When Peter replied, 'It's your son', he said, 'How dare you, I don't have a son, don't be ridiculous!' His mind is back in the seminary now."
Bishop Casey was admitted to a nursing home in Co Clare in August 2011 and is said by one old friend to be happy and doing well.
Now aged 84, he is thought to have suffered a series of strokes. Unofficially retired from the Church, he lived in rural Galway following his return to Ireland in the mid-Noughties, but has never realised his dream of saying Mass again.
The only time Annie's eyes seem to well up is when she talks about Arthur Pennell, her partner at the time of the revelations of her affair.
More than 20 years her senior, they broke up after her book was published and he has since passed away.
"We don't really know what happened to Arthur," she says. "When we split up, I got him a place in Florida. I sent him money, but then we didn't know where he was. He died."
The pair met at an AA meeting when Annie's son Peter was a young child and they were together for well over a decade.
From reading her book, it seems clear that Arthur, a Second World War veteran, was instrumental in revealing the affair.
"Arthur was an unusual man," she says. "He was part Scottish, part American-Indian. He was a carpenter by trade but should have been a lawyer -- he knew the law back to front and front to back."
By 1990, when Annie enlisted Peter McKay to seek a financial settlement from Bishop Casey, pressure was coming from all angles.
"I wanted Eamon to know his son. By then, Peter was 16; he also wanted his father to acknowledge him. He had known Eamon was his father from the age of nine or 10 -- my mother told him.
"Arthur was irascible but he loved Peter like his own son -- he thought he was a decent, kind boy and that mattered to him," she says.
Of the revelations, Annie says: "For Arthur, it was about righting a wrong. It was also about class warfare -- he was a poor man who worked for the wealthy. He said Eamon Casey was the 'have', I was the 'have-not' and that it wasn't right. He wouldn't let it go.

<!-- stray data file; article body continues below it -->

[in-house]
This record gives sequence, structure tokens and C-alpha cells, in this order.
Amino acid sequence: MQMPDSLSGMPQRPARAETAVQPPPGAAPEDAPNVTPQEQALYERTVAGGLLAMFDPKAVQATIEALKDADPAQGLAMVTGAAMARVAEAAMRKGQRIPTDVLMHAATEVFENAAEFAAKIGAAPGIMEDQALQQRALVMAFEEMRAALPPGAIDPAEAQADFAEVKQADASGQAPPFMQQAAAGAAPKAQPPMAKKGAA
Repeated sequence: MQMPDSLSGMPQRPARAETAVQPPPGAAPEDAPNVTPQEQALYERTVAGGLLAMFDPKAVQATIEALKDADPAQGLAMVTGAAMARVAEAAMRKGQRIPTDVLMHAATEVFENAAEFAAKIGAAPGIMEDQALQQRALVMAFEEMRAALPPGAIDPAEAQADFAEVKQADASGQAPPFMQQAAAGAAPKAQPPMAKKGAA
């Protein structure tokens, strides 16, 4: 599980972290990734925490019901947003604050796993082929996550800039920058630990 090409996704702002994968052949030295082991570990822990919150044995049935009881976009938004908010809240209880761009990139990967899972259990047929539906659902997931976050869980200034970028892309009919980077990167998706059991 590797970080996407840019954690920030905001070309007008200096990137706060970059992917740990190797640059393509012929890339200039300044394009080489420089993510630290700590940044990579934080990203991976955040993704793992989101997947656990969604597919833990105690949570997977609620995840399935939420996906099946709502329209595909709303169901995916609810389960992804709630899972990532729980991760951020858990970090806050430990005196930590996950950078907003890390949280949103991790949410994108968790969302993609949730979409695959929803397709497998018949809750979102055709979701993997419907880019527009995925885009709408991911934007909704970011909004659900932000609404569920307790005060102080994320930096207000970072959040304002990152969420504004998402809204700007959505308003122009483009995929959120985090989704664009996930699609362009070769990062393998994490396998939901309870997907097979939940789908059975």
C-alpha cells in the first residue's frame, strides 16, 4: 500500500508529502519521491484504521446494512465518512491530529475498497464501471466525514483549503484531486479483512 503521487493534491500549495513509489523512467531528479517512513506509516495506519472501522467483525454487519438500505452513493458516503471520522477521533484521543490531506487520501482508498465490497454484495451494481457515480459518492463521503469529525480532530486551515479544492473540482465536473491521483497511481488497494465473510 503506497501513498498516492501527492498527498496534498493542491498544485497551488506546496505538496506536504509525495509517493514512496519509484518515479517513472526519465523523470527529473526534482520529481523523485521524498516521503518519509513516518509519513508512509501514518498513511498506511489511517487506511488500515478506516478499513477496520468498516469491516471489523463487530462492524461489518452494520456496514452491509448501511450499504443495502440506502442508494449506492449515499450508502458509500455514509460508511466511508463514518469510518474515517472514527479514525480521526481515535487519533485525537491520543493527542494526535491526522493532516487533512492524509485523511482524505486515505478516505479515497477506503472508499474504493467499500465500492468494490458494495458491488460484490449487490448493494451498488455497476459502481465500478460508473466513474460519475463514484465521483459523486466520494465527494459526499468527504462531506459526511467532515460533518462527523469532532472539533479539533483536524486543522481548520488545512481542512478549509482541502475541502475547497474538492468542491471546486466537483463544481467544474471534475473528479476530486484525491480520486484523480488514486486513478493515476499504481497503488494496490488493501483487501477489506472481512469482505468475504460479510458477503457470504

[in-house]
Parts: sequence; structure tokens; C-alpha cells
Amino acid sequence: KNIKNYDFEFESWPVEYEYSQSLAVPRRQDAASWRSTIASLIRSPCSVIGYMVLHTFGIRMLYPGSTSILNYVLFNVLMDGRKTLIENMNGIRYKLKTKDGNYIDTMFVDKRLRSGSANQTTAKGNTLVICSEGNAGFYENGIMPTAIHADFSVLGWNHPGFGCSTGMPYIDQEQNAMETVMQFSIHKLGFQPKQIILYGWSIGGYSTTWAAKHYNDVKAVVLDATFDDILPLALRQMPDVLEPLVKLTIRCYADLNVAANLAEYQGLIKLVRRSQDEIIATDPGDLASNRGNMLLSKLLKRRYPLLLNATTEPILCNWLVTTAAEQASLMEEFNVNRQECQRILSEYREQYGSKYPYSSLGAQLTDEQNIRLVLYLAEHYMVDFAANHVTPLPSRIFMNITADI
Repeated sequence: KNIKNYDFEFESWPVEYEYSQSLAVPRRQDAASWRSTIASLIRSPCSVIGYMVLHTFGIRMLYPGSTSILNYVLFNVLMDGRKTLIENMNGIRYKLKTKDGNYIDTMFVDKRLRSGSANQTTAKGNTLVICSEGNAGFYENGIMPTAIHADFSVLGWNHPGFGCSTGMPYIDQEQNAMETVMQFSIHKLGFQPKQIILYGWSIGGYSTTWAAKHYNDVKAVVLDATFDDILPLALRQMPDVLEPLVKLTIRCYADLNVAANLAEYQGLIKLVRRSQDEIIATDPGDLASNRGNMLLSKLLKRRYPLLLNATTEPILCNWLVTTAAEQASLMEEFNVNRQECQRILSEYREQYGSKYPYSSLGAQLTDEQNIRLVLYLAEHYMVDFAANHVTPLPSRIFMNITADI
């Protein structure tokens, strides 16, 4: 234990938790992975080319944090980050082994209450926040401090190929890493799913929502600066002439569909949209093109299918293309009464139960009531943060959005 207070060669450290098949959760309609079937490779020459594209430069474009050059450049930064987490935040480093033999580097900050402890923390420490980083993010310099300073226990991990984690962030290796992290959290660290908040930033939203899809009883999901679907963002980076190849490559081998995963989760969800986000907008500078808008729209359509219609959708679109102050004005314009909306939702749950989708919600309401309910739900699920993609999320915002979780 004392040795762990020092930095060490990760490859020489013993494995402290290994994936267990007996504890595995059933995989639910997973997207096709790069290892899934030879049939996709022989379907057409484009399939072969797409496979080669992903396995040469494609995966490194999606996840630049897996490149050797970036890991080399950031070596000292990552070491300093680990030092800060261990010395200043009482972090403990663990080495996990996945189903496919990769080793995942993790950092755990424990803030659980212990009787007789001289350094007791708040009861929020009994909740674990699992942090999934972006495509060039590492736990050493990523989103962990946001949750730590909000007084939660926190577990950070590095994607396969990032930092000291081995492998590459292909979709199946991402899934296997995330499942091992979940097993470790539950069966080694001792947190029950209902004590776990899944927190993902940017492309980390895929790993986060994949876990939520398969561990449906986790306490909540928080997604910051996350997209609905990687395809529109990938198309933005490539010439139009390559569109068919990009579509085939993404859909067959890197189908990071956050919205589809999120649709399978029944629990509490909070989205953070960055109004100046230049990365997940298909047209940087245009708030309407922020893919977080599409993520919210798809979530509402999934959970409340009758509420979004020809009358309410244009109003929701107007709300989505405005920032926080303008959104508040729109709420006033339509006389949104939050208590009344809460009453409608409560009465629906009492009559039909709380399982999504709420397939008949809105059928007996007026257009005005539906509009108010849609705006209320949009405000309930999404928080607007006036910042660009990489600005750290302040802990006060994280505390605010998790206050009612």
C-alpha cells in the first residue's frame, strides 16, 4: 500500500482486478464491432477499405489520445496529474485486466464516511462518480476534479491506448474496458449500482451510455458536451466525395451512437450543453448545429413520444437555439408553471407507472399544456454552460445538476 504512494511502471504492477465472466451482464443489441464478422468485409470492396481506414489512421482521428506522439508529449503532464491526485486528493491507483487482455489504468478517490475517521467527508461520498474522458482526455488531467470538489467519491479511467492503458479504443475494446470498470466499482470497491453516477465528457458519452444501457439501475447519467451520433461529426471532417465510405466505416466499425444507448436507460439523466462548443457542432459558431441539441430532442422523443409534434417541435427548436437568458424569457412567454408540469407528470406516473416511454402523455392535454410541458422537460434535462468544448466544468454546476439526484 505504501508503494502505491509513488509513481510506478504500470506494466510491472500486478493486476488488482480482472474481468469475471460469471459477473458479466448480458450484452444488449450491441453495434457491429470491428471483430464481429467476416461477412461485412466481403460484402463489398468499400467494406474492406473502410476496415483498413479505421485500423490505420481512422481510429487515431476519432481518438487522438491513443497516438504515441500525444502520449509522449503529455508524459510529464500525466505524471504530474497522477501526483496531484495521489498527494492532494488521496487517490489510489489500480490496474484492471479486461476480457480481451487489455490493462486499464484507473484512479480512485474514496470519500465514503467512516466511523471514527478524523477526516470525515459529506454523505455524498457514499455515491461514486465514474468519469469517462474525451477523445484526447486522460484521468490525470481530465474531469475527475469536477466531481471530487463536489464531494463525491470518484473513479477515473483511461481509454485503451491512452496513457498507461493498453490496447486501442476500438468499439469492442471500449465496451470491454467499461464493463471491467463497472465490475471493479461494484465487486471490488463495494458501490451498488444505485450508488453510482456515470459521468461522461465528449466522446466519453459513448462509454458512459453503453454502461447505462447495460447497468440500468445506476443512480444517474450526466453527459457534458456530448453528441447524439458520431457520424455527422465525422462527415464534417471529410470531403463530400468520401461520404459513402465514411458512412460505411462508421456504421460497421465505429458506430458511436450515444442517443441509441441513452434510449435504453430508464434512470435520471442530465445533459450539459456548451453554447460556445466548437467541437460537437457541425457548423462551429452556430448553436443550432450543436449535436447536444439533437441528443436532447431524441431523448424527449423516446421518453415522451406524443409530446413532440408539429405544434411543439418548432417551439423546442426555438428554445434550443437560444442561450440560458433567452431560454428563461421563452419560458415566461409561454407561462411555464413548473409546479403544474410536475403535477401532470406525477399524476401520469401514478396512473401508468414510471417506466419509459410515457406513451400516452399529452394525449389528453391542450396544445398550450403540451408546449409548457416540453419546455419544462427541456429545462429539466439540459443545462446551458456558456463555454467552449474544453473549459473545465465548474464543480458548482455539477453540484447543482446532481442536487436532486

"He went to see Eamon in Ireland. When he came back, he said I had to take Eamon on, that I would have trouble with him -- he was impenetrable, not a bad man, but not able to move from his position".
There was also big financial pressure. Annie and Arthur had invested in a number of properties and lost their shirts on one.
By April 1992, when Annie had looked for more money from Bishop Casey and informed her attorney that she was going to expose him, the bailiffs were at the door.
The rest is history. Annie and Arthur contacted an Irish newspaper with details of the affair. In May 1992, Bishop Casey resigned and fled the country.
He would later admit that he was the father of Peter Murphy and apologise for the great wrong he had done him and Annie.
Annie famously appeared on 'The Late Late Show' in the spring of 1993, following publication of her book. It was a career-defining moment for Gay Byrne, who said to her: "If Peter is half the man his father is, he'll be doing well."
She recalls her reaction. "I simply replied, 'Well, Mr Byrne, I'm not half bad myself'. Then I said good day and left the set. There was nothing more to say after that, we couldn't get nasty on public television.
"Also, it meant I got to have the last word, which I wanted. After the show, Mr Byrne apologised for being hard on me, but it didn't matter -- I wasn't angry.
"I told him I had nothing more to say to him -- there was no problem, we had both won. I think Mr Byrne had read the book and thought it was over the top. Also, he liked Eamon Casey," she adds.
Peter McKay recalls Annie's mood as "elated" following her 'Late Late' show appearance.
"There was so much trepidation about going on an Irish chat show to face the Irish public and prove that her story was true.
"After that show, I think people who previously didn't believe her story found it credible. Gay Byrne apologised to us after the programme, but there was nothing to apologise for -- he had his finger on the pulse of Irish opinion."
If anything, Annie says, 'The Late Late Show' grilling was mild compared with the hostile reaction she received on 'The Phil Donahue Show'.
"I thought I was going to be attacked," she says. "But that's okay, that show toughened me up. I think I had a lot of ego mixed with an inferiority complex and that show shot down my ego.